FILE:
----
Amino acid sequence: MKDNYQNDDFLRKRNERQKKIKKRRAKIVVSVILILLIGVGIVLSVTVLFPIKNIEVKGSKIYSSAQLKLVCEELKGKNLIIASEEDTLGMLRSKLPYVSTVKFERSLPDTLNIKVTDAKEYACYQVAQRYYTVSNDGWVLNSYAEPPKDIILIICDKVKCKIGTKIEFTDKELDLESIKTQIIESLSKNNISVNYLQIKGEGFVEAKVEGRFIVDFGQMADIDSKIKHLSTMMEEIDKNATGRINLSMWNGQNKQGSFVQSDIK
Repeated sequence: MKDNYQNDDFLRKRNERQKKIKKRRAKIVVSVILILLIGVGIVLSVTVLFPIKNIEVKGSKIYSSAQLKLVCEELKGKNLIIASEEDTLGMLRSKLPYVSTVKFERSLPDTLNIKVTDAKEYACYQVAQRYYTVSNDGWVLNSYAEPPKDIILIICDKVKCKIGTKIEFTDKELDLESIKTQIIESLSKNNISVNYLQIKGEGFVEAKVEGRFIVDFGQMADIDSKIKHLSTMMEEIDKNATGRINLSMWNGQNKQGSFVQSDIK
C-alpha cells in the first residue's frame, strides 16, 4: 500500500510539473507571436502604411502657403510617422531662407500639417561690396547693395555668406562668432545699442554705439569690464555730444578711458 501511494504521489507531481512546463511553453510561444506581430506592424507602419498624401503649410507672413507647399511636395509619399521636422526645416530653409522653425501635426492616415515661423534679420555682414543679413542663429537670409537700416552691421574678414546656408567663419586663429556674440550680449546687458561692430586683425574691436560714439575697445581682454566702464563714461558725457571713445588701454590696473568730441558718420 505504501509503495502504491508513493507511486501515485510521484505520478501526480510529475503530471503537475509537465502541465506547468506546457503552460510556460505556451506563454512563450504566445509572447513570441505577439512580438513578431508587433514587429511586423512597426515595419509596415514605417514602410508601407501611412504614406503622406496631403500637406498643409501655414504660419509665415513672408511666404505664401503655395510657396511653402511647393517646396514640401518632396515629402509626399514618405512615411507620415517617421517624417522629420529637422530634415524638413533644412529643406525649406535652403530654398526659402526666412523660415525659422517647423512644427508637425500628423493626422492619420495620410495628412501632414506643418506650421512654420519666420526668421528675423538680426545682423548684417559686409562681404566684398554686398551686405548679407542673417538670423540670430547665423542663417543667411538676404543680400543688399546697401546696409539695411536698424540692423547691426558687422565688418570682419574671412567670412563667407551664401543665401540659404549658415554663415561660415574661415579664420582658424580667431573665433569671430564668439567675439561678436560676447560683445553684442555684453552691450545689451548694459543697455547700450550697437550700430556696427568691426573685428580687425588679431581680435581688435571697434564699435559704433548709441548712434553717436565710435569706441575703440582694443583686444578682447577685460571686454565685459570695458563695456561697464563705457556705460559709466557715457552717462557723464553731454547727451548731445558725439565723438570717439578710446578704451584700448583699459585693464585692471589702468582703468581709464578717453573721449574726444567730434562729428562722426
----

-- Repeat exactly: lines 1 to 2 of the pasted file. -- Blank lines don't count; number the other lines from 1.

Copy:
Amino acid sequence: MKDNYQNDDFLRKRNERQKKIKKRRAKIVVSVILILLIGVGIVLSVTVLFPIKNIEVKGSKIYSSAQLKLVCEELKGKNLIIASEEDTLGMLRSKLPYVSTVKFERSLPDTLNIKVTDAKEYACYQVAQRYYTVSNDGWVLNSYAEPPKDIILIICDKVKCKIGTKIEFTDKELDLESIKTQIIESLSKNNISVNYLQIKGEGFVEAKVEGRFIVDFGQMADIDSKIKHLSTMMEEIDKNATGRINLSMWNGQNKQGSFVQSDIK
Repeated sequence: MKDNYQNDDFLRKRNERQKKIKKRRAKIVVSVILILLIGVGIVLSVTVLFPIKNIEVKGSKIYSSAQLKLVCEELKGKNLIIASEEDTLGMLRSKLPYVSTVKFERSLPDTLNIKVTDAKEYACYQVAQRYYTVSNDGWVLNSYAEPPKDIILIICDKVKCKIGTKIEFTDKELDLESIKTQIIESLSKNNISVNYLQIKGEGFVEAKVEGRFIVDFGQMADIDSKIKHLSTMMEEIDKNATGRINLSMWNGQNKQGSFVQSDIK